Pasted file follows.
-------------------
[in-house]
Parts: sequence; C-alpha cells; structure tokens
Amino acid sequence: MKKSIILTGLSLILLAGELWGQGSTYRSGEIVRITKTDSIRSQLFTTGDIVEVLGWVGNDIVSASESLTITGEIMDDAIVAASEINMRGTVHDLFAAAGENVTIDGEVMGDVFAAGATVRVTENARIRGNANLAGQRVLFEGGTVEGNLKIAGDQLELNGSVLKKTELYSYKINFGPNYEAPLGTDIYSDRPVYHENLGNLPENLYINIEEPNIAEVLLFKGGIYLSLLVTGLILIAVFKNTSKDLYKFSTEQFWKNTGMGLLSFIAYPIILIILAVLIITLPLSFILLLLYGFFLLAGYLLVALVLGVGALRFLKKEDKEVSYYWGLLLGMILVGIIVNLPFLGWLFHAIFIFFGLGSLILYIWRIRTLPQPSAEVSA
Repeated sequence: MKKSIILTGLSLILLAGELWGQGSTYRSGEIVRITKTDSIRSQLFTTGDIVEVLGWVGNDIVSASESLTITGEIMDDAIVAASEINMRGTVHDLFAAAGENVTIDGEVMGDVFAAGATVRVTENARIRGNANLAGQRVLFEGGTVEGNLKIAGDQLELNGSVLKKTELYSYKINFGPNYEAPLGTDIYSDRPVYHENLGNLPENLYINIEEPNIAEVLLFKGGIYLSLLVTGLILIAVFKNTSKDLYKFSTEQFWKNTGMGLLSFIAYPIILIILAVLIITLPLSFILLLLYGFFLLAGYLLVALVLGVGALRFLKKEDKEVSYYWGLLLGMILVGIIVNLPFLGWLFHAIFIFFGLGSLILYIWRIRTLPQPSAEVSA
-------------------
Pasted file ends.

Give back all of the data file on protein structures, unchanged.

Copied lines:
[in-house]
Parts: sequence; C-alpha cells; structure tokens
Amino acid sequence: MKKSIILTGLSLILLAGELWGQGSTYRSGEIVRITKTDSIRSQLFTTGDIVEVLGWVGNDIVSASESLTITGEIMDDAIVAASEINMRGTVHDLFAAAGENVTIDGEVMGDVFAAGATVRVTENARIRGNANLAGQRVLFEGGTVEGNLKIAGDQLELNGSVLKKTELYSYKINFGPNYEAPLGTDIYSDRPVYHENLGNLPENLYINIEEPNIAEVLLFKGGIYLSLLVTGLILIAVFKNTSKDLYKFSTEQFWKNTGMGLLSFIAYPIILIILAVLIITLPLSFILLLLYGFFLLAGYLLVALVLGVGALRFLKKEDKEVSYYWGLLLGMILVGIIVNLPFLGWLFHAIFIFFGLGSLILYIWRIRTLPQPSAEVSA
Repeated sequence: MKKSIILTGLSLILLAGELWGQGSTYRSGEIVRITKTDSIRSQLFTTGDIVEVLGWVGNDIVSASESLTITGEIMDDAIVAASEINMRGTVHDLFAAAGENVTIDGEVMGDVFAAGATVRVTENARIRGNANLAGQRVLFEGGTVEGNLKIAGDQLELNGSVLKKTELYSYKINFGPNYEAPLGTDIYSDRPVYHENLGNLPENLYINIEEPNIAEVLLFKGGIYLSLLVTGLILIAVFKNTSKDLYKFSTEQFWKNTGMGLLSFIAYPIILIILAVLIITLPLSFILLLLYGFFLLAGYLLVALVLGVGALRFLKKEDKEVSYYWGLLLGMILVGIIVNLPFLGWLFHAIFIFFGLGSLILYIWRIRTLPQPSAEVSA